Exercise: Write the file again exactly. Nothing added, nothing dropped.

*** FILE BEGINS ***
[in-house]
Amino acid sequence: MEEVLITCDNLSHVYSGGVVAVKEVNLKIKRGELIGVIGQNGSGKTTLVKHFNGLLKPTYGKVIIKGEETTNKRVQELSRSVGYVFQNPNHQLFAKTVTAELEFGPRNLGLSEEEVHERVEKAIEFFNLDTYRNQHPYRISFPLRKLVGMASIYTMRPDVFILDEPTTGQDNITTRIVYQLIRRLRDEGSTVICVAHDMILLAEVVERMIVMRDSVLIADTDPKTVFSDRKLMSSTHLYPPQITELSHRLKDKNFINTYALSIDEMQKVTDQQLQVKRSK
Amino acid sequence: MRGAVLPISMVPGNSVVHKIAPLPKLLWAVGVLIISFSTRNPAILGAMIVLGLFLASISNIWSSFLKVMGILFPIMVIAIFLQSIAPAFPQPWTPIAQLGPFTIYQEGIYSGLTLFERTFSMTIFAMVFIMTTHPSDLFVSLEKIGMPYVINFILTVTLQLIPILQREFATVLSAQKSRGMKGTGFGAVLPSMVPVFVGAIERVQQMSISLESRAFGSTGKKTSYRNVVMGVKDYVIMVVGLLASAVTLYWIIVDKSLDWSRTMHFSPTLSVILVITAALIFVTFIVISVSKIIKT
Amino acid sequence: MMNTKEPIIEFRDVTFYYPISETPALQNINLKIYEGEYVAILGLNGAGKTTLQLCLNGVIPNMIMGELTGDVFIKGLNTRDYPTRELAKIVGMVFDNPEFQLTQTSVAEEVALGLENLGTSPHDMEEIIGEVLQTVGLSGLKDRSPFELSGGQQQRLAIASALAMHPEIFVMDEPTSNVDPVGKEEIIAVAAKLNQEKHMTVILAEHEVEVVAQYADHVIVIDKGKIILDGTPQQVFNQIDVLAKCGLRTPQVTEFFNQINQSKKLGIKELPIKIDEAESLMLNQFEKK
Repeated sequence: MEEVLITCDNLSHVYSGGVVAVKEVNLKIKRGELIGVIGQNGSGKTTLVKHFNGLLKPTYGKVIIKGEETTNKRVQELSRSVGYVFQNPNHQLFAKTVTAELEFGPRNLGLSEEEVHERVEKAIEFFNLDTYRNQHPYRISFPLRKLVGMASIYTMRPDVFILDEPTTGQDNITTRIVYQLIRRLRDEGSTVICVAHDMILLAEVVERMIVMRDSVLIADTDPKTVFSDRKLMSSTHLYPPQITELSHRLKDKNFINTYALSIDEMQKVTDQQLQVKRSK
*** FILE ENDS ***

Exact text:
[in-house]
Amino acid sequence: MEEVLITCDNLSHVYSGGVVAVKEVNLKIKRGELIGVIGQNGSGKTTLVKHFNGLLKPTYGKVIIKGEETTNKRVQELSRSVGYVFQNPNHQLFAKTVTAELEFGPRNLGLSEEEVHERVEKAIEFFNLDTYRNQHPYRISFPLRKLVGMASIYTMRPDVFILDEPTTGQDNITTRIVYQLIRRLRDEGSTVICVAHDMILLAEVVERMIVMRDSVLIADTDPKTVFSDRKLMSSTHLYPPQITELSHRLKDKNFINTYALSIDEMQKVTDQQLQVKRSK
Amino acid sequence: MRGAVLPISMVPGNSVVHKIAPLPKLLWAVGVLIISFSTRNPAILGAMIVLGLFLASISNIWSSFLKVMGILFPIMVIAIFLQSIAPAFPQPWTPIAQLGPFTIYQEGIYSGLTLFERTFSMTIFAMVFIMTTHPSDLFVSLEKIGMPYVINFILTVTLQLIPILQREFATVLSAQKSRGMKGTGFGAVLPSMVPVFVGAIERVQQMSISLESRAFGSTGKKTSYRNVVMGVKDYVIMVVGLLASAVTLYWIIVDKSLDWSRTMHFSPTLSVILVITAALIFVTFIVISVSKIIKT
Amino acid sequence: MMNTKEPIIEFRDVTFYYPISETPALQNINLKIYEGEYVAILGLNGAGKTTLQLCLNGVIPNMIMGELTGDVFIKGLNTRDYPTRELAKIVGMVFDNPEFQLTQTSVAEEVALGLENLGTSPHDMEEIIGEVLQTVGLSGLKDRSPFELSGGQQQRLAIASALAMHPEIFVMDEPTSNVDPVGKEEIIAVAAKLNQEKHMTVILAEHEVEVVAQYADHVIVIDKGKIILDGTPQQVFNQIDVLAKCGLRTPQVTEFFNQINQSKKLGIKELPIKIDEAESLMLNQFEKK
Repeated sequence: MEEVLITCDNLSHVYSGGVVAVKEVNLKIKRGELIGVIGQNGSGKTTLVKHFNGLLKPTYGKVIIKGEETTNKRVQELSRSVGYVFQNPNHQLFAKTVTAELEFGPRNLGLSEEEVHERVEKAIEFFNLDTYRNQHPYRISFPLRKLVGMASIYTMRPDVFILDEPTTGQDNITTRIVYQLIRRLRDEGSTVICVAHDMILLAEVVERMIVMRDSVLIADTDPKTVFSDRKLMSSTHLYPPQITELSHRLKDKNFINTYALSIDEMQKVTDQQLQVKRSK